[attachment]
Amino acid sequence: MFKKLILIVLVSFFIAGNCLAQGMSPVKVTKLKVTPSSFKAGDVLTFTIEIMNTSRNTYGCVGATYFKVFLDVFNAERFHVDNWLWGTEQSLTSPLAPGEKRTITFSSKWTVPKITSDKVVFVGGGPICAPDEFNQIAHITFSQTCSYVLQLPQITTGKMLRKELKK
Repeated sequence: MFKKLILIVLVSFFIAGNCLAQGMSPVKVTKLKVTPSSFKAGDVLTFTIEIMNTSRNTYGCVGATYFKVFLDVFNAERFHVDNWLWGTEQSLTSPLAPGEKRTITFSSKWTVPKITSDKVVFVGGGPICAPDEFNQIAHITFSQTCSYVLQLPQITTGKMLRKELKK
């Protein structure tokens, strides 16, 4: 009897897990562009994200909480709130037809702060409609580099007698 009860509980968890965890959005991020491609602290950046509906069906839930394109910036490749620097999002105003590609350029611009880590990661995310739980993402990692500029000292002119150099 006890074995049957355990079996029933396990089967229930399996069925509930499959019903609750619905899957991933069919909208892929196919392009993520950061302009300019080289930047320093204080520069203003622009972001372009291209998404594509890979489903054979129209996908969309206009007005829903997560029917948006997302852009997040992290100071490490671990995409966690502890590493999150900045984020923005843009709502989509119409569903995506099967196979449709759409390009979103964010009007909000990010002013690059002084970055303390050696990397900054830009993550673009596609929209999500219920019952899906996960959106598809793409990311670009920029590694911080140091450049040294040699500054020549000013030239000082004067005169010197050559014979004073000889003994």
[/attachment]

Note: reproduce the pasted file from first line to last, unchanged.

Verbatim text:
Amino acid sequence: MFKKLILIVLVSFFIAGNCLAQGMSPVKVTKLKVTPSSFKAGDVLTFTIEIMNTSRNTYGCVGATYFKVFLDVFNAERFHVDNWLWGTEQSLTSPLAPGEKRTITFSSKWTVPKITSDKVVFVGGGPICAPDEFNQIAHITFSQTCSYVLQLPQITTGKMLRKELKK
Repeated sequence: MFKKLILIVLVSFFIAGNCLAQGMSPVKVTKLKVTPSSFKAGDVLTFTIEIMNTSRNTYGCVGATYFKVFLDVFNAERFHVDNWLWGTEQSLTSPLAPGEKRTITFSSKWTVPKITSDKVVFVGGGPICAPDEFNQIAHITFSQTCSYVLQLPQITTGKMLRKELKK
């Protein structure tokens, strides 16, 4: 009897897990562009994200909480709130037809702060409609580099007698 009860509980968890965890959005991020491609602290950046509906069906839930394109910036490749620097999002105003590609350029611009880590990661995310739980993402990692500029000292002119150099 006890074995049957355990079996029933396990089967229930399996069925509930499959019903609750619905899957991933069919909208892929196919392009993520950061302009300019080289930047320093204080520069203003622009972001372009291209998404594509890979489903054979129209996908969309206009007005829903997560029917948006997302852009997040992290100071490490671990995409966690502890590493999150900045984020923005843009709502989509119409569903995506099967196979449709759409390009979103964010009007909000990010002013690059002084970055303390050696990397900054830009993550673009596609929209999500219920019952899906996960959106598809793409990311670009920029590694911080140091450049040294040699500054020549000013030239000082004067005169010197050559014979004073000889003994």